New 21st-Century Wilberforce Initiative, Co-founded by Frank Wolf, Issues Report on Looming Genocide for Iraq’s Minorities

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WASHINGTON—Former Congressman Frank R. Wolf and the newly created religious freedom group, 21st Century Wilberforce Initiative, released a report today entitled “Edge of Extinction,” based on a recent fact finding mission to Iraq. The report warns that if the Islamic State (IS) in Iraq is not defeated and removed, Christians, Yezidis, Shabak, Turkmen and other religious and ethnic minority groups face a looming genocide.

“If the Islamic State is not defeated and ultimately destroyed, there will be no future for these ancient faith communities who now face an existential crisis and genocidal onslaught in lands they have inhabited since antiquity,” Wolf said. “Their survival and ability to flourish is a bellwether for religious freedom and pluralism in the Middle East more broadly.”

The Wilberforce delegation travelled within 1.5 miles of the Islamic State frontline and later visited the inaugural training grounds of the Nineveh Protection Unit, a Christian defensive guard being trained to defend historic Christian villages and towns if and when they become liberated from the Islamic State. The delegation interviewed dozens of displaced Christians and Yezidis and met with senior KurdistanRegional Government (KRG) officials, religious leaders and humanitarian organizations on the ground. The delegation found that six months after fleeing the Islamic State’s murderous march through their lands, Iraq’s displaced religious minorities feel abandoned and they implore the international community to help.

“A decade ago, Iraq’s Christian population numbered 1.5 million,” says Wilberforce President Randel Everett. “Today, roughly 300,000 remain, and most have no jobs, no schools, and no places of worship. The Nineveh Plains had been one of the last relatively safe havens for Christians, Yezidis, Shabak, Turkmen and other minority groups. With the fall of Mosul and surrounding areas last summer, Iraq’s minorities want to remain in their homeland, but have no place to go.”

The full report with recommendations can be accessed at

Loss of an important religious and ethnic minority has occurred in Iraq before. In 1948, the Jewish community numbered 150,000. Today, there are less than ten known elderly Jews living in Iraq. An oft-repeated refrain remains grimly germane: “first the Saturday People, then the Sunday People.” In the last decade, the Christian community has plummeted from approximately 1.5 million to 300,000. A group of leading Christian religious leaders representing thousands of adherents lamented:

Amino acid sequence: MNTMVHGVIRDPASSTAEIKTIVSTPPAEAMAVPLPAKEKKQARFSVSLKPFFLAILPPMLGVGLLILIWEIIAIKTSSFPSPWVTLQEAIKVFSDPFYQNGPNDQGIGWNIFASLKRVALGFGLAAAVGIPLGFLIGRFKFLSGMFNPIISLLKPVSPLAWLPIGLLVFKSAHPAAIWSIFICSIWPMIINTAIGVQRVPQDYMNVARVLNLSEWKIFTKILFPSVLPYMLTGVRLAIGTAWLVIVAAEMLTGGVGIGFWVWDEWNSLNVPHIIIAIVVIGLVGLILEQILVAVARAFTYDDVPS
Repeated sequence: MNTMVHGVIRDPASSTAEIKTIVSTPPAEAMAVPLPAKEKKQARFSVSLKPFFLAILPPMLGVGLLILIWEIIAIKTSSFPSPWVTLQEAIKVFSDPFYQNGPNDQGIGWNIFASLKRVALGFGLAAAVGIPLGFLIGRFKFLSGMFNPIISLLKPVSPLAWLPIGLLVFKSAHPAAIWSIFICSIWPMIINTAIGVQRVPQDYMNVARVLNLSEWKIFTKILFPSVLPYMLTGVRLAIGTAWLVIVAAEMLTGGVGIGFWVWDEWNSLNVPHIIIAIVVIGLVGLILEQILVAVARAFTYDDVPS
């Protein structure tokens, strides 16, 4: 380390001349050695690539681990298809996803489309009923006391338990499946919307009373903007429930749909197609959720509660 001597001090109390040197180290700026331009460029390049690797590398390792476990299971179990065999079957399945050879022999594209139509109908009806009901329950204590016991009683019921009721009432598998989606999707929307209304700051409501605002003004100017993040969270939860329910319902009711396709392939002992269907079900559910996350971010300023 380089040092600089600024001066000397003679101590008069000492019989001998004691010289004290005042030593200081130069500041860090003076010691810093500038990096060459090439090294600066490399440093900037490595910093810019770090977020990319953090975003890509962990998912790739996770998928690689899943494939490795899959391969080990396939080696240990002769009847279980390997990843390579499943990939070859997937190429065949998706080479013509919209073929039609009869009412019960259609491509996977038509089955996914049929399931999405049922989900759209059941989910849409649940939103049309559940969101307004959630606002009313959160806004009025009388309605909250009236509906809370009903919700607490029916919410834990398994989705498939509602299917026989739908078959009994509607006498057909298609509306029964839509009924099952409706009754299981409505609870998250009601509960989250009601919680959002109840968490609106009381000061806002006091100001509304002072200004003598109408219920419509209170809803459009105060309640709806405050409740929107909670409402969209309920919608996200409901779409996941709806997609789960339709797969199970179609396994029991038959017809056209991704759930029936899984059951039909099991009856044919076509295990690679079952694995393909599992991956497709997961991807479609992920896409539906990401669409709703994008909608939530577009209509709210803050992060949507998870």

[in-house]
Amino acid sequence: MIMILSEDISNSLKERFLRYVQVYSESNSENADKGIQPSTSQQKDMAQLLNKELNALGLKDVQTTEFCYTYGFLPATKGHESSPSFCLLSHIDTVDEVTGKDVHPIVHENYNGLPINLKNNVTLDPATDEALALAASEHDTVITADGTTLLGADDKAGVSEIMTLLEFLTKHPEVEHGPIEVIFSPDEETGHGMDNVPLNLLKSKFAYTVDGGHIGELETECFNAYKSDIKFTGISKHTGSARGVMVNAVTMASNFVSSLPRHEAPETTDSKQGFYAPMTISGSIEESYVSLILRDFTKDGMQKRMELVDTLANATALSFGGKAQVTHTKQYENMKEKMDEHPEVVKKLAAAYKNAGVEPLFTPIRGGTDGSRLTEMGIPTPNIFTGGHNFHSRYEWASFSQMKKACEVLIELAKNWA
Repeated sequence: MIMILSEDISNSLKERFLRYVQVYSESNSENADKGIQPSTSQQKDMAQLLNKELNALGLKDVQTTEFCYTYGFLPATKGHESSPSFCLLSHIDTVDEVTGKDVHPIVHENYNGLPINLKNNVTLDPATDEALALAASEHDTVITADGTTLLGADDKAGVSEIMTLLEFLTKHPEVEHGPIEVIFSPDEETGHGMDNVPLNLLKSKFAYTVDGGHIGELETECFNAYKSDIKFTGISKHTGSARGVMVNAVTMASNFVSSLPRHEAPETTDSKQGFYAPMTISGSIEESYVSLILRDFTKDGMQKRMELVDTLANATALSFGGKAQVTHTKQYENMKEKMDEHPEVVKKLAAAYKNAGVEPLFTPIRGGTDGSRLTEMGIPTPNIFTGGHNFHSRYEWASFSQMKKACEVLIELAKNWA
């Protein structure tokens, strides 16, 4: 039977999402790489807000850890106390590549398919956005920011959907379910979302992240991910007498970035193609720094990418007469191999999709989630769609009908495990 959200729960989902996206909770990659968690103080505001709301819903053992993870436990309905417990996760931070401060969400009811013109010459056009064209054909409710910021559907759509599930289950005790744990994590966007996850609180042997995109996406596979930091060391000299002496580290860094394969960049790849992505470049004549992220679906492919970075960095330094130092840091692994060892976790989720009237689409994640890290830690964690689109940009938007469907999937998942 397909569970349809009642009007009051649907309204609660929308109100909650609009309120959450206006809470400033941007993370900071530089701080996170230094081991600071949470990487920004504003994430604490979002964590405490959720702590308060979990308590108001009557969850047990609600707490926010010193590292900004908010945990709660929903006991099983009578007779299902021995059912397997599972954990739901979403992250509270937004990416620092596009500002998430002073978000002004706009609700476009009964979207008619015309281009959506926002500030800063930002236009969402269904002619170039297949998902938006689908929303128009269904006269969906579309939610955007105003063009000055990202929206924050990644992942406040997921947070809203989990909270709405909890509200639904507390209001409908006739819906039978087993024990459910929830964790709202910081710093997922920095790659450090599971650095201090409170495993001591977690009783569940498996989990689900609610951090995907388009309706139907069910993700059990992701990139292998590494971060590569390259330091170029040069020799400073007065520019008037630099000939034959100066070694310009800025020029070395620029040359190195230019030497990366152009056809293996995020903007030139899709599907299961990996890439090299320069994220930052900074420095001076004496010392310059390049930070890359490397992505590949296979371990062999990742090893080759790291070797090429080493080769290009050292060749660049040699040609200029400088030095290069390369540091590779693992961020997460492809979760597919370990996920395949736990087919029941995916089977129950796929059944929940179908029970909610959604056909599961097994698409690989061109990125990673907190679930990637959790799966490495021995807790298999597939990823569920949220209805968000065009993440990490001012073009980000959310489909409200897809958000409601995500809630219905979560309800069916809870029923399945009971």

This is not just the end of Christianity but the end of our            ethnicity who have lived here for thousands of years. We            believe this is genocide. 
They continued:
           We do not have opportunities for education. We do not                have opportunities for work. We do not have                                   opportunities for healthcare. What is left for us? 
The Islamic State’s desecration and destruction of historic sites of religious and cultural heritage is unprecedented in Iraq. In Mosul, IS has turned an 800-year-old house of worship into a place of torture. Another church in Mosul that has existed for 150 years is being utilized as a prison, and yet still another is serving as a weapons storehouse.
All of the religious and ethnic minorities in Iraq face this deplorable reality. Yezidis note that this is the 73rd intentional targeting of their community. What has changed with the Islamic State is the speed and scope by which these religious and ethnic communities are being decimated.  The Nineveh Plains had been one of the last relatively safe havens for Christians, Yezidis, Shabak, Turkmen and other minority groups, but with the fall of Mosul and surrounding areas in the summer of 2014, Iraq’s minorities have no place to go and are nearing the precipice of total disappearance.
Immediate action including fresh policy approaches and targeted humanitarian assistance is essential if these minority communities are to be protected within their historic homeland. 



Please direct press inquiries to: Lou Ann Sabatier, Communications Director, 21st Century Wilberforce Initiative, (703) 536-2643 office (703) 216-2941 cell

Joseph T. Kassab, MSC, BS, GC
Founder and President